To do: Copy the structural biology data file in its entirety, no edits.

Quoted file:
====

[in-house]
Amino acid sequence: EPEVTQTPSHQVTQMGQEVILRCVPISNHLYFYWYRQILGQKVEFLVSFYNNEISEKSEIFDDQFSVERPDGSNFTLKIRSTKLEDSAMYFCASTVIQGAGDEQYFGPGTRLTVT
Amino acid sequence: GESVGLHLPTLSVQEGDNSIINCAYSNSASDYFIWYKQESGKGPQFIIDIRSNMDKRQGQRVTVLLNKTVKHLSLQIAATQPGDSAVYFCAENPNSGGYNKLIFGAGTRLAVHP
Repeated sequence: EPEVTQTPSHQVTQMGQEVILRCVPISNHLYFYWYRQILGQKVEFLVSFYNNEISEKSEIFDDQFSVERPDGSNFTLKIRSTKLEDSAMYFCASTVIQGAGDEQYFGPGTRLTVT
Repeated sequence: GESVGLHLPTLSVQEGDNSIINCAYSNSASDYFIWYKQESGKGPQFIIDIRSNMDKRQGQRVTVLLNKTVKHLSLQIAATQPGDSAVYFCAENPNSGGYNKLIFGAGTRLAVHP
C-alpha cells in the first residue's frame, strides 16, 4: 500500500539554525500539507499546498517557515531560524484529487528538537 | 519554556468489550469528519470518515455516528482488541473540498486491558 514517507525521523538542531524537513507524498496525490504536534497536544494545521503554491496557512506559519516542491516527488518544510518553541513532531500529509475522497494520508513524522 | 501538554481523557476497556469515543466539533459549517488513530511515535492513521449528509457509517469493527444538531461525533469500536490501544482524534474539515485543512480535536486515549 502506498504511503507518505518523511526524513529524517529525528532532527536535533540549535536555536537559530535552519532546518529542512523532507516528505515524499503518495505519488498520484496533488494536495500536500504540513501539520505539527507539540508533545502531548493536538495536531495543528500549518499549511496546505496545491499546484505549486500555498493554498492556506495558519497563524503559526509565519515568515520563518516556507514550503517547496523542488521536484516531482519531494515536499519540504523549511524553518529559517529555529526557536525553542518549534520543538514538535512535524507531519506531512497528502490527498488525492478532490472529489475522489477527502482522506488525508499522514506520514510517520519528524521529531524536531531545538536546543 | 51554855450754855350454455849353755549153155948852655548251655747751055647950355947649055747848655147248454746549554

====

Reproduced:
[in-house]
Amino acid sequence: EPEVTQTPSHQVTQMGQEVILRCVPISNHLYFYWYRQILGQKVEFLVSFYNNEISEKSEIFDDQFSVERPDGSNFTLKIRSTKLEDSAMYFCASTVIQGAGDEQYFGPGTRLTVT
Amino acid sequence: GESVGLHLPTLSVQEGDNSIINCAYSNSASDYFIWYKQESGKGPQFIIDIRSNMDKRQGQRVTVLLNKTVKHLSLQIAATQPGDSAVYFCAENPNSGGYNKLIFGAGTRLAVHP
Repeated sequence: EPEVTQTPSHQVTQMGQEVILRCVPISNHLYFYWYRQILGQKVEFLVSFYNNEISEKSEIFDDQFSVERPDGSNFTLKIRSTKLEDSAMYFCASTVIQGAGDEQYFGPGTRLTVT
Repeated sequence: GESVGLHLPTLSVQEGDNSIINCAYSNSASDYFIWYKQESGKGPQFIIDIRSNMDKRQGQRVTVLLNKTVKHLSLQIAATQPGDSAVYFCAENPNSGGYNKLIFGAGTRLAVHP
C-alpha cells in the first residue's frame, strides 16, 4: 500500500539554525500539507499546498517557515531560524484529487528538537 | 519554556468489550469528519470518515455516528482488541473540498486491558 514517507525521523538542531524537513507524498496525490504536534497536544494545521503554491496557512506559519516542491516527488518544510518553541513532531500529509475522497494520508513524522 | 501538554481523557476497556469515543466539533459549517488513530511515535492513521449528509457509517469493527444538531461525533469500536490501544482524534474539515485543512480535536486515549 502506498504511503507518505518523511526524513529524517529525528532532527536535533540549535536555536537559530535552519532546518529542512523532507516528505515524499503518495505519488498520484496533488494536495500536500504540513501539520505539527507539540508533545502531548493536538495536531495543528500549518499549511496546505496545491499546484505549486500555498493554498492556506495558519497563524503559526509565519515568515520563518516556507514550503517547496523542488521536484516531482519531494515536499519540504523549511524553518529559517529555529526557536525553542518549534520543538514538535512535524507531519506531512497528502490527498488525492478532490472529489475522489477527502482522506488525508499522514506520514510517520519528524521529531524536531531545538536546543 | 51554855450754855350454455849353755549153155948852655548251655747751055647950355947649055747848655147248454746549554